The scheme to unite the two churches failed at national level; then as now, the question of unity has still not been resolved. The Rector summarised his views.

'It was a fiasco.. for Church and State alike, the sixties were nothing less than a decade of disaster…one has sometimes got the impression that the Church is less concerned to proclaim the Gospel than merely stay in business.' (PM June 1972)

He continued to express his opinions freely, saying that the Church was on the wrong track. He flayed his own institution.

"The Church needs nothing so much as to get back to its basic purpose… the worship of God and the proclamation of the Gospel…the more the Church influence declines the more pressure there is to compromise with truth…. Had the abortive Anglican-Methodist scheme come to pass, it would have been like the wall 'daubed with untempered mortar' -a sadly botched up affair'." (Ibid)

He was at the bottom of a very black pit, concerned with the permissive society, drug addiction, 'revolting students', increasing levels of crime and violence and the pain of our times. His greatest sadness was that -
'The voice of the church has been muted, muddled and utterly ineffective.' (Ibid)

The Rector found it difficult to come to terms with things he neither liked nor understood. He thought that unity would happen some time, but not in his time. He was safe in the bosom of his all- embracing Anglicanism, which he accepted completely. The future would look after itself.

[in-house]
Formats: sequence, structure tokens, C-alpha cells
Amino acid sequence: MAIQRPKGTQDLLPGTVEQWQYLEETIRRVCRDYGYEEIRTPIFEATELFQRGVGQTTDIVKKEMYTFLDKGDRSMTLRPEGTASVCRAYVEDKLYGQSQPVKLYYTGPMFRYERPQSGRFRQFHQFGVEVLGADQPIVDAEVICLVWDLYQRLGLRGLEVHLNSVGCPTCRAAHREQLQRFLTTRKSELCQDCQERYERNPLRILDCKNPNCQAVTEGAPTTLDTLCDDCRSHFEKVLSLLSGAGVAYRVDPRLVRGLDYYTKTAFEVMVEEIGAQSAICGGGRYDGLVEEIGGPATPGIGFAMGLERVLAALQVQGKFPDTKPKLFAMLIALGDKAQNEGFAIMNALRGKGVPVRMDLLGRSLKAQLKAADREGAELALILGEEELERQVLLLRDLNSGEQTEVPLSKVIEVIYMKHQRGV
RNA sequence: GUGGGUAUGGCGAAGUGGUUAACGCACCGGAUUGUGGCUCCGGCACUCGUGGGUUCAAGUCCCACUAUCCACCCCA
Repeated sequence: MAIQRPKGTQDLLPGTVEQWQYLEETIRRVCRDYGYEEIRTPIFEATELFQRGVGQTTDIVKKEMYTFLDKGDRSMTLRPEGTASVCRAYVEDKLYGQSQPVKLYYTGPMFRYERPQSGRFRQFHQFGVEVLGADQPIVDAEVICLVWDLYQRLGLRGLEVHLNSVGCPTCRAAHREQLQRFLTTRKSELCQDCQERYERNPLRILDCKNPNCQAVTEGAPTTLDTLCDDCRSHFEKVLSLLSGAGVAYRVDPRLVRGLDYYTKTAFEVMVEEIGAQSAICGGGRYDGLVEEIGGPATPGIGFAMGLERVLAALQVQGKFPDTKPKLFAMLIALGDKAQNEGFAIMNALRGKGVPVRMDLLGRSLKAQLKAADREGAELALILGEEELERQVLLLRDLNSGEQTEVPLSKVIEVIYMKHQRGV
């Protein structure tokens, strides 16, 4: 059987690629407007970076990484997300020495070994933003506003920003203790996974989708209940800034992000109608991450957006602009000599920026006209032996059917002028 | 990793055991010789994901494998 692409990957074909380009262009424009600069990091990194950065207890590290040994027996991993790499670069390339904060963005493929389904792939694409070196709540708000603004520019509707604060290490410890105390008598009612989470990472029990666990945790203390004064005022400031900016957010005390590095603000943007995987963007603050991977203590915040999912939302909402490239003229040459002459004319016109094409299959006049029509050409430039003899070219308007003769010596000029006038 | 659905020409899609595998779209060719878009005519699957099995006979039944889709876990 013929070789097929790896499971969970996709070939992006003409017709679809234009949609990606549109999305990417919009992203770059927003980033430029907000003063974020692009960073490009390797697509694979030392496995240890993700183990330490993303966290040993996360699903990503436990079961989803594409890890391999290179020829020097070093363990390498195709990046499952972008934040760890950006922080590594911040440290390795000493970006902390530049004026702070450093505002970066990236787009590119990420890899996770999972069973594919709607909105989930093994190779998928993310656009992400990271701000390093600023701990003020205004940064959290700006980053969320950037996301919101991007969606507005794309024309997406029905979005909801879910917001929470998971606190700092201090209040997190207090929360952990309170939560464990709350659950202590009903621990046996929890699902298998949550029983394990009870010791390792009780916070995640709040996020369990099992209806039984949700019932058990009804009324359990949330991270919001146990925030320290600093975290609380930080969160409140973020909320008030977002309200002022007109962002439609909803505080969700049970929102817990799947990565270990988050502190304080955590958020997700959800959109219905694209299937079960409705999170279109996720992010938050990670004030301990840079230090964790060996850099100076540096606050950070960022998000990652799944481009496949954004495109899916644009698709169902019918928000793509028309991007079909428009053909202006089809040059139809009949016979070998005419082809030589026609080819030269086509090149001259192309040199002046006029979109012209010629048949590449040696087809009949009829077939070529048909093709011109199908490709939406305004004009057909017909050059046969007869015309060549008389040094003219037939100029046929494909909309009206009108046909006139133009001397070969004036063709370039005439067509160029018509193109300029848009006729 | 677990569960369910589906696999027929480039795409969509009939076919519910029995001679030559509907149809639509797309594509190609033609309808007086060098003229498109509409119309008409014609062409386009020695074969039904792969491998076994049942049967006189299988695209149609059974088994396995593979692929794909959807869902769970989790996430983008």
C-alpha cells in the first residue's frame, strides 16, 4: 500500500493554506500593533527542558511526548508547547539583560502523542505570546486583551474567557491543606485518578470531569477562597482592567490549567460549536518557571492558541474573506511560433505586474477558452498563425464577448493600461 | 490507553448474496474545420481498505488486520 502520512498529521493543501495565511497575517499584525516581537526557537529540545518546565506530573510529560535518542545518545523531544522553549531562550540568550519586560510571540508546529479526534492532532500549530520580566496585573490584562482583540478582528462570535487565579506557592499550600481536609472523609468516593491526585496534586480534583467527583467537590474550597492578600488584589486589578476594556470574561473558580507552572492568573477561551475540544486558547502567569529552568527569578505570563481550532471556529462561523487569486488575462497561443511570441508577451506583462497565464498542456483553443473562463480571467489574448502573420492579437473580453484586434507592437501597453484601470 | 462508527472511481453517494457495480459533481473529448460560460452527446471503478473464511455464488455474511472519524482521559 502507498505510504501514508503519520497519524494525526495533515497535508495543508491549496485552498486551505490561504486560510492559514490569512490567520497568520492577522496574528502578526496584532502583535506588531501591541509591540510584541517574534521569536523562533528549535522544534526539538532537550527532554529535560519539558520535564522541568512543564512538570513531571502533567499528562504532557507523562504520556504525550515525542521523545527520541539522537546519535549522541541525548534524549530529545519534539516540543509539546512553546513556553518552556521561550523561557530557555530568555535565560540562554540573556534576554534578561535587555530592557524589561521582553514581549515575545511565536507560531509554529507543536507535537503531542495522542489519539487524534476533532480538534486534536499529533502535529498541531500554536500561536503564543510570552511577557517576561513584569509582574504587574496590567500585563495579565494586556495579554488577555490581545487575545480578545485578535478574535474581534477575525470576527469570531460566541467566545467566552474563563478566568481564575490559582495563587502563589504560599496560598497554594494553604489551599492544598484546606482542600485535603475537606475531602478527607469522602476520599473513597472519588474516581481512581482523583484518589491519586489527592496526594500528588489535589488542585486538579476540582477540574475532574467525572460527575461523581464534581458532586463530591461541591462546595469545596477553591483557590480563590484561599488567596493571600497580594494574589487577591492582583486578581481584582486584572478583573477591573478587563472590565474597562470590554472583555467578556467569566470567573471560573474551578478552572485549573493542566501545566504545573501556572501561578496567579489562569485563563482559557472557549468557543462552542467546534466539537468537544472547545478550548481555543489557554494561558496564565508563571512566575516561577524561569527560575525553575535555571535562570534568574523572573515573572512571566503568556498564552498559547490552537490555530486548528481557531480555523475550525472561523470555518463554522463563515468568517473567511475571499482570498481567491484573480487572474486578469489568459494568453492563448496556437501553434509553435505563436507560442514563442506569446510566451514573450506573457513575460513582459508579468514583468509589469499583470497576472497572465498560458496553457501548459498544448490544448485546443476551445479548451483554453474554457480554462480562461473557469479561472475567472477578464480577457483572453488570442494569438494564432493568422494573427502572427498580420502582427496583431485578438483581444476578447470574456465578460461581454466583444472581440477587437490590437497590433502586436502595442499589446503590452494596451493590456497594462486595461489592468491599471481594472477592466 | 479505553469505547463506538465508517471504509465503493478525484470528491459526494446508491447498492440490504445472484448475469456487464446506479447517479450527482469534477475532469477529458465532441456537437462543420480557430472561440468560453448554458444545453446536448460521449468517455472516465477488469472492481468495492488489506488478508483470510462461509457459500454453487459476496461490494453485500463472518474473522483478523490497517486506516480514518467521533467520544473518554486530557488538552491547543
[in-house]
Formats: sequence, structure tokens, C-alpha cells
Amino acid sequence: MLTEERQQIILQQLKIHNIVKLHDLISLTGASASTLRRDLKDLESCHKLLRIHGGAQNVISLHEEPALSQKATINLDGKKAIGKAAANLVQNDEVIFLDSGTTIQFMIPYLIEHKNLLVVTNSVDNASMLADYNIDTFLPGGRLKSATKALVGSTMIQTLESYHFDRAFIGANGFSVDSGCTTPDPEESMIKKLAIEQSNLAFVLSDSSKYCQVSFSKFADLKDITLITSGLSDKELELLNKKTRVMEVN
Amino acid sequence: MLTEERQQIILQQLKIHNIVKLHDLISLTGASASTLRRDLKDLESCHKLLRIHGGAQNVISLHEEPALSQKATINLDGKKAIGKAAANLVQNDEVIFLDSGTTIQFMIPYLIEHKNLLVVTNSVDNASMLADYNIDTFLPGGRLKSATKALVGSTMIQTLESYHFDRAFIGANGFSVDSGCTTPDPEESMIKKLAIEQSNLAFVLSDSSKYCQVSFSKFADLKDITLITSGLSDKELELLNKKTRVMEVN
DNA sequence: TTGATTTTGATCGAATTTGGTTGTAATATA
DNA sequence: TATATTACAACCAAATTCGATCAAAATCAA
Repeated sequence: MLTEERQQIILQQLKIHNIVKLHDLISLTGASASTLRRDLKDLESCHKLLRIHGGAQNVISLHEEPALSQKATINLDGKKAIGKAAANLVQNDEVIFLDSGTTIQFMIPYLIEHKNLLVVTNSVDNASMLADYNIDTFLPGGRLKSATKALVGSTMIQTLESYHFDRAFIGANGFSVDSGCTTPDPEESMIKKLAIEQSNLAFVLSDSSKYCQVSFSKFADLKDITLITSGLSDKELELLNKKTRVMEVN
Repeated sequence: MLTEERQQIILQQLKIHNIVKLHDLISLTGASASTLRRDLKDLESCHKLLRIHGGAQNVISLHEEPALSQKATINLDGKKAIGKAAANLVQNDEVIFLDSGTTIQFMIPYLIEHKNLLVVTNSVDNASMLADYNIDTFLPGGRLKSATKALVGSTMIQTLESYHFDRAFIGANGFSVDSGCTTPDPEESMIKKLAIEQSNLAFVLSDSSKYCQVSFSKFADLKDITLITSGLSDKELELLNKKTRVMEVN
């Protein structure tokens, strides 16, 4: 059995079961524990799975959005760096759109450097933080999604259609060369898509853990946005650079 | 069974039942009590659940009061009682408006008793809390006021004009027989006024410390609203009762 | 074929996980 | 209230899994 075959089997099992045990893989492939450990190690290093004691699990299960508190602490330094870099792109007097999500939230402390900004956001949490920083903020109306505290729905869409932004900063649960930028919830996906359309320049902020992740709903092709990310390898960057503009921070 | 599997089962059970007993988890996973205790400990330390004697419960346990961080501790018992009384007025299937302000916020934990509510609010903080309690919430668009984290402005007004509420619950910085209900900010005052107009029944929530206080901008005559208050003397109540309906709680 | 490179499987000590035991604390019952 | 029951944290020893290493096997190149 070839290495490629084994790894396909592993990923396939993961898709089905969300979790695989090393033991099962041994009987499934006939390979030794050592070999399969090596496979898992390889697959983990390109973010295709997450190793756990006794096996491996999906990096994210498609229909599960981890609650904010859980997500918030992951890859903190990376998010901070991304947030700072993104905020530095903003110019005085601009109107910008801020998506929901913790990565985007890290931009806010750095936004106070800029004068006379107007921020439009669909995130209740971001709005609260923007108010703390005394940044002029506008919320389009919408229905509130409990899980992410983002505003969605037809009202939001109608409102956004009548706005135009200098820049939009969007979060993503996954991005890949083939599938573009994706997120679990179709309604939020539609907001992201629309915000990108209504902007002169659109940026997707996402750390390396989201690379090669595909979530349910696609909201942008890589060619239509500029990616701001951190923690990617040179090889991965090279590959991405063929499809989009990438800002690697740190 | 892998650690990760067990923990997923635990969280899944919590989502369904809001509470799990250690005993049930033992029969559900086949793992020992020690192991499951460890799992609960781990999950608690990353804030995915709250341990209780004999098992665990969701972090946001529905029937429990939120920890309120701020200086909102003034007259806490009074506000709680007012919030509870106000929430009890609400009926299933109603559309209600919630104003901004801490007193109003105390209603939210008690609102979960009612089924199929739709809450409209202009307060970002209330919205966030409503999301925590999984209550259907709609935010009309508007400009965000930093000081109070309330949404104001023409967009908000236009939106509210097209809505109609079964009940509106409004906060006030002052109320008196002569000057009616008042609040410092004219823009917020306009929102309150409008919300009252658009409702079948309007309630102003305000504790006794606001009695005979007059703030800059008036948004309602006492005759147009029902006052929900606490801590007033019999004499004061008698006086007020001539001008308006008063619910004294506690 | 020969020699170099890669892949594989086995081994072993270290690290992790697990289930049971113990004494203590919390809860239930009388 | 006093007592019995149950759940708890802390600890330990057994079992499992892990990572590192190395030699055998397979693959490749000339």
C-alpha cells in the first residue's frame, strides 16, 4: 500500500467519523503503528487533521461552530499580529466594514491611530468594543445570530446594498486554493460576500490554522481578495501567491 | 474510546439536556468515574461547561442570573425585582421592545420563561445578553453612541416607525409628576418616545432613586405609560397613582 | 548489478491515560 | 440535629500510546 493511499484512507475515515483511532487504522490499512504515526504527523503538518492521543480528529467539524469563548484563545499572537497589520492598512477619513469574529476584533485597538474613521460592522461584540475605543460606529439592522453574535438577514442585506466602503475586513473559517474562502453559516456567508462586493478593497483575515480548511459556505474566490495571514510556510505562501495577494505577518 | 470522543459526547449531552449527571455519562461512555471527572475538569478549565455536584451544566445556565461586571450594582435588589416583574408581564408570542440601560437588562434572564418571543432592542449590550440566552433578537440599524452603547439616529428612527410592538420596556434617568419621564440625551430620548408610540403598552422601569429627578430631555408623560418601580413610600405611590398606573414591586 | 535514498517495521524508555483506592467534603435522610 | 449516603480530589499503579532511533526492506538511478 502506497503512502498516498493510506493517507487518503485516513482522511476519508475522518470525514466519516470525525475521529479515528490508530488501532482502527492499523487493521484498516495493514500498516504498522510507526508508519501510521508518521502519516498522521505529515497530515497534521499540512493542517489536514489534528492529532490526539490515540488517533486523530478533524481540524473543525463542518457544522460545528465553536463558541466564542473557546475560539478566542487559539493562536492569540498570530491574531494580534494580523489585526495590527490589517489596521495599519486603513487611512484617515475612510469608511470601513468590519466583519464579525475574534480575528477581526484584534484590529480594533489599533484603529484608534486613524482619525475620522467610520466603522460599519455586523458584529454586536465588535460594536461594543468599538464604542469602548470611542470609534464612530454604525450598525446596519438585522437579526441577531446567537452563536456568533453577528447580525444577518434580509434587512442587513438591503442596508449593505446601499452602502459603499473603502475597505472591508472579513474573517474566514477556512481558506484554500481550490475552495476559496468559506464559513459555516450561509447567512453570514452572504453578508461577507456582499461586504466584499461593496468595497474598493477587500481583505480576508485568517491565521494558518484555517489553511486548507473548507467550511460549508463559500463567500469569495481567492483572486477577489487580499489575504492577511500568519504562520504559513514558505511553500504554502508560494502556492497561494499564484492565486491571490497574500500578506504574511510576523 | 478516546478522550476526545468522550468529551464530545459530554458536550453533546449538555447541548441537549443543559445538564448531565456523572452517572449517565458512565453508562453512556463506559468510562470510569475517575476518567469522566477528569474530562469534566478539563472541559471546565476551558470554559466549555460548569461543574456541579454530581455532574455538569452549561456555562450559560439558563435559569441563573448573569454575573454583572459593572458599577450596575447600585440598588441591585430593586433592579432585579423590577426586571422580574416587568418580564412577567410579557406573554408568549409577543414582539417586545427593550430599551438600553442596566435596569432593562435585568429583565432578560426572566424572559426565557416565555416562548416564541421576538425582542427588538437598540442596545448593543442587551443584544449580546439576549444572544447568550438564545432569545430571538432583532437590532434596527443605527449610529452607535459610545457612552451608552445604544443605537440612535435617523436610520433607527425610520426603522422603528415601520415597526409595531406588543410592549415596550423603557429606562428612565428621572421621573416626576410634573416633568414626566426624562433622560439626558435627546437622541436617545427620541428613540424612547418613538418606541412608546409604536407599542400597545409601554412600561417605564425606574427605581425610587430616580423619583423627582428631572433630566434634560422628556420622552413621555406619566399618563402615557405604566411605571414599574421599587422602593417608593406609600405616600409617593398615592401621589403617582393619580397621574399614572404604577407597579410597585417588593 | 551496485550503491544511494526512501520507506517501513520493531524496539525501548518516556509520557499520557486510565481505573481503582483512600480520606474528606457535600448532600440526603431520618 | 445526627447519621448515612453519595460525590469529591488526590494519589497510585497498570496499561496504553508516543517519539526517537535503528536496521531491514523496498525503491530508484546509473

Norman Butcher never stopped fighting the good fight. He said he had a pessimistic outlook but remained an incredible optimist. He was often confused by modern trends but remained resolute, determined, courageous and single-minded. But he was exhausted by his massive effort to build St Philip's and the ceaseless struggle for money.

'One did not get anything without personal confrontation.' (SCC September 1975)

Towards the end of his ministry he said his greatest concern was the decreasing lack of social fellowship in the church, which had lapsed in the years immediately before and after the new building.

In his final meeting of the Scholes Church Committee, the Rector said he had very happy memories of the parish and would often think about Scholes. He said that the new church ‘is my baby’ and he ‘would always love Scholes church.’

Norman and Mary retired to Malton in 1979 but he helped at St Mary’s church and also took over a church near Pickering during an interregnum. Mary died in February and Norman in November 1994, a faithful pastor and diligent friend to the end. A mighty voice was stilled.